About the Author
Robert Adams joined the Mathematics Department at the University of British Columbia in 1966 after completing a Ph.D. in Mathematics at the University of Toronto. His research interests in analysis led to the 1975 publication of a monograph, Sobolev Spaces, by Academic Press. It remained in print for 23 years. A second edition, joint with his colleague Professor John Fournier, was published in 2003. Professor Adams's teaching interests led to the 1982 publication of the first of his many calculus texts by Addison Wesley. These texts are now used worldwide. With a keen interest in computers, mathematical typesetting, and illustration, in 1984 Professor Adams became the first Canadian author to typeset his own textbooks using TeX on a personal computer. Since then he has also done all the illustrations for his books using the MG software program that he developed with his colleague, Professor Robert Israel. Now retired from UBC, Professor Adams is currently pursuing his interest in the Linux operating system.
Dr. Christopher Essex is Professor and Associate Chair in the Department of Applied Mathematics at the University of Western Ontario. He is a former director of its Theoretical Physics Program. He is an award-winning teacher and author. In 2012-13 Chris has become the first ever Phi Beta Kappa Visiting Scholar from a Canadian university.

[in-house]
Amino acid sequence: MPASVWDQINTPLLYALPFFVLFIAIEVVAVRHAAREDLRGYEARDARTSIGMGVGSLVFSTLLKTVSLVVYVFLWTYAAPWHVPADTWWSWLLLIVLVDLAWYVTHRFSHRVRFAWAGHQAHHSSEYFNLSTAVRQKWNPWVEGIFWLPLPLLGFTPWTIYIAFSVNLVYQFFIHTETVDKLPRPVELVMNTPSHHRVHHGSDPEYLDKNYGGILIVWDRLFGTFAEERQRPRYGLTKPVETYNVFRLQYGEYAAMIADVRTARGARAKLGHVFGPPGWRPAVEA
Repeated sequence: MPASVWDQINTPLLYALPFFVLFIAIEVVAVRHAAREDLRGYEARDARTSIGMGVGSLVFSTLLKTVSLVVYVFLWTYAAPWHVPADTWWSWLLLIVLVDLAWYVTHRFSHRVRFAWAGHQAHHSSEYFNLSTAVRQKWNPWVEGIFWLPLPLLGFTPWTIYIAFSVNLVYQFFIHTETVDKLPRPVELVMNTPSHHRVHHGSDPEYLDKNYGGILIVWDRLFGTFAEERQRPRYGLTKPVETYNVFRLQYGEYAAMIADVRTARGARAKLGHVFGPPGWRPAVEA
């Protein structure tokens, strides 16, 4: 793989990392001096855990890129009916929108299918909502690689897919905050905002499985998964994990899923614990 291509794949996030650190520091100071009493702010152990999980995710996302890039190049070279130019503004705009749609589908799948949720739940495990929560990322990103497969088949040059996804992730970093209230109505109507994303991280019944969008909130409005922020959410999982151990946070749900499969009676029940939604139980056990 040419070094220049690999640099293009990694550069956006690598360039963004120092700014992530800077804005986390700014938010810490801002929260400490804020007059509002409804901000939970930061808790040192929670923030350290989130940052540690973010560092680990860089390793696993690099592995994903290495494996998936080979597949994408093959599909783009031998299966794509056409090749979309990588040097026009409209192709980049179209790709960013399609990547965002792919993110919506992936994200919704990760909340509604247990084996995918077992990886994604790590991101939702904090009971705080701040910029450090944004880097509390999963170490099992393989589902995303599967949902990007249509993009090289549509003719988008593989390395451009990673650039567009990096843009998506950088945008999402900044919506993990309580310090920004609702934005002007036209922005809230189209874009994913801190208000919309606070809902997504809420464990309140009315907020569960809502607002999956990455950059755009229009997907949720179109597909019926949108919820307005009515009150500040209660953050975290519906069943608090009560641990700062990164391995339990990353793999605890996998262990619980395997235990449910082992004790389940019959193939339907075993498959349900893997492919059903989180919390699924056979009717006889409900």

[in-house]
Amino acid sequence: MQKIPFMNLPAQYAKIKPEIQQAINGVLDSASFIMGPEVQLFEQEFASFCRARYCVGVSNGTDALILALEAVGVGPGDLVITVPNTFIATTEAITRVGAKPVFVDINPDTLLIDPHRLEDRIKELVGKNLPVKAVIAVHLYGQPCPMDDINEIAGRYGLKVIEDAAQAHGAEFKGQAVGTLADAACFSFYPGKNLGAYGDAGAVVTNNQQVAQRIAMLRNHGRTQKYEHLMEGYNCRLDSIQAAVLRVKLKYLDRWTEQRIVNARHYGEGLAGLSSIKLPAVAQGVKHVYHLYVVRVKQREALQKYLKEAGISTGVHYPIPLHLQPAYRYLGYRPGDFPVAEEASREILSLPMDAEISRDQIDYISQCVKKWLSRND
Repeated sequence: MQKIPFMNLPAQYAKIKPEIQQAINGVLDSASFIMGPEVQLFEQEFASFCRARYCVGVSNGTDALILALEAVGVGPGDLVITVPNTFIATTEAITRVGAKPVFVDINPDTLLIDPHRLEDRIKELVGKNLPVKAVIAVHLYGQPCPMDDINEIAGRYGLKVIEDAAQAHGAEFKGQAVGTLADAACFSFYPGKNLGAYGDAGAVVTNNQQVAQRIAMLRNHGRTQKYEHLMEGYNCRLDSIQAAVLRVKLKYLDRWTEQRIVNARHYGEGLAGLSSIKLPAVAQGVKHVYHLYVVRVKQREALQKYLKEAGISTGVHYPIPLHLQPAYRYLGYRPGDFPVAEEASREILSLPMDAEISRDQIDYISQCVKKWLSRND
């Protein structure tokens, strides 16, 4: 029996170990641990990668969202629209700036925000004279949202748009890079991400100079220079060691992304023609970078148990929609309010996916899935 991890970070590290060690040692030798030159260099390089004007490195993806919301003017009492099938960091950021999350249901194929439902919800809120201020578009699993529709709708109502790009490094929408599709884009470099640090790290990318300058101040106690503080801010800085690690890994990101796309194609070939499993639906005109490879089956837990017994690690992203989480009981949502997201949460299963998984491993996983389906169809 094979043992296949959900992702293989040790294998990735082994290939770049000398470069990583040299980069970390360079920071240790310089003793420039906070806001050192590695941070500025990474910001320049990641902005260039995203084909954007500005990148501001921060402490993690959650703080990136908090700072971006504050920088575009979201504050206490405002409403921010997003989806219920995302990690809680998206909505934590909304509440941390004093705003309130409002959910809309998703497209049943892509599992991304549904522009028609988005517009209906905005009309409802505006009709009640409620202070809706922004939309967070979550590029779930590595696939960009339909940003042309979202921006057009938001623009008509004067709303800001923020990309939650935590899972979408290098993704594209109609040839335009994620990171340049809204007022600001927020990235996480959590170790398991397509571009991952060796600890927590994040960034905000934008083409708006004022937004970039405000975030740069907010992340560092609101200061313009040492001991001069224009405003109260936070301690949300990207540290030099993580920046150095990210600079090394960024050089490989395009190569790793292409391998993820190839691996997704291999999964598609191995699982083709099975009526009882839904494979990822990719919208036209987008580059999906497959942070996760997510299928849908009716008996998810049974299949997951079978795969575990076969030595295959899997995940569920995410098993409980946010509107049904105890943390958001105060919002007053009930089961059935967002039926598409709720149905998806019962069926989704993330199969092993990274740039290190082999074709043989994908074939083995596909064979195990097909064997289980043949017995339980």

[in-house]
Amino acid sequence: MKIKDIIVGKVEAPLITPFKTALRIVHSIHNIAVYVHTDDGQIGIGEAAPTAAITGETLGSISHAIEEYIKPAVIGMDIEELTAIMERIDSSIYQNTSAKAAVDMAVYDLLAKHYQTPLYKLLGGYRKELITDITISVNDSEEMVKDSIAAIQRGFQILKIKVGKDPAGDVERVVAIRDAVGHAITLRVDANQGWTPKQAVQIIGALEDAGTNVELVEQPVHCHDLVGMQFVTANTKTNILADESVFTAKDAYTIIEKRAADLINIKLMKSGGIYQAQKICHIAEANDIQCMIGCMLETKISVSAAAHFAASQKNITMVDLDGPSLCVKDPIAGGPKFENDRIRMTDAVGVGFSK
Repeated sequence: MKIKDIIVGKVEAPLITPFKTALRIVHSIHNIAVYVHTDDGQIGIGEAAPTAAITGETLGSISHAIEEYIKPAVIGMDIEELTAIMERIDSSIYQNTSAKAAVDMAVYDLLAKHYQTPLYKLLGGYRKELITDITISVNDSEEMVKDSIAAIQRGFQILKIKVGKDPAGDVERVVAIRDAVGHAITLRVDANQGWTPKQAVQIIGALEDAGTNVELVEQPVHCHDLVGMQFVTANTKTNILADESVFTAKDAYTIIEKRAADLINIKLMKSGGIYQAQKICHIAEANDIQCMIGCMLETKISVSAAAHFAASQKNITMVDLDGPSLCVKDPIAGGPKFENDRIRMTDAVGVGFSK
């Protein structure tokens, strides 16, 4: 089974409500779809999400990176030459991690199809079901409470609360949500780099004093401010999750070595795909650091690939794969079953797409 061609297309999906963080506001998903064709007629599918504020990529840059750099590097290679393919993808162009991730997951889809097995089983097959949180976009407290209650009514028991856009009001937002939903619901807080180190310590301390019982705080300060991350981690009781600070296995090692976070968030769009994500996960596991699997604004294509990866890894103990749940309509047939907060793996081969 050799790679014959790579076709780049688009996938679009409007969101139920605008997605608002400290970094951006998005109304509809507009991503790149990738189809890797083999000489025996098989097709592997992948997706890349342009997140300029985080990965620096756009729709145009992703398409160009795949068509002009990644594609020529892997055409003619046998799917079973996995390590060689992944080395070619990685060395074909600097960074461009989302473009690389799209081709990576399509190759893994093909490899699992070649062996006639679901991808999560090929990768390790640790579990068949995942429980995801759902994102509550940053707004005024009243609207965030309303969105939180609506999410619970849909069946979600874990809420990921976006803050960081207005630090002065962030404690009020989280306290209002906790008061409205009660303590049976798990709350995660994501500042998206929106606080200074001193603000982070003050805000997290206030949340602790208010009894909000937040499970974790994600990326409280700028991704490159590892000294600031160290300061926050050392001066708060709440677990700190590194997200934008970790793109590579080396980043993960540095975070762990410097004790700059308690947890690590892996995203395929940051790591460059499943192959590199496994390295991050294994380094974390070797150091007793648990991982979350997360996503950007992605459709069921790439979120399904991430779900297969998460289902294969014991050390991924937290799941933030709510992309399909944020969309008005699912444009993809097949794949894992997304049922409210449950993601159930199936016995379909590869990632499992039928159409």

Dr. Essex did pioneering work on the thermodynamics of photon and neutrino radiation. Among many international invitations to speak on this topic, he has taught at the UNESCO advanced school in Udine, Italy, and in 2011 his work was featured at the Joint European Thermodynamics Conference held in Chemnitz, Germany. Professor Essex is also co-discoverer of the entropy production paradox of anomalous superdiffusion. He also discovered, while a guest of the Vatican, modern mathematics (Sierpinski triangles) embedded in the ancient floor tiles of the Sistine Chapel and elsewhere in the Vatican museum.
Professor Essex held an NSERC (Natural Sciences and Engineering Research Council of Canada) postdoctoral fellowship at the Canadian Climate Centre to work on its big climate model. He was first appointed to the governing council of NSERC in 2006 and reappointed in 2009.
His work also includes applications of dynamical systems theory, such as chaos cryptography, and recently the limits of modelling and computation, among other applications of mathematics.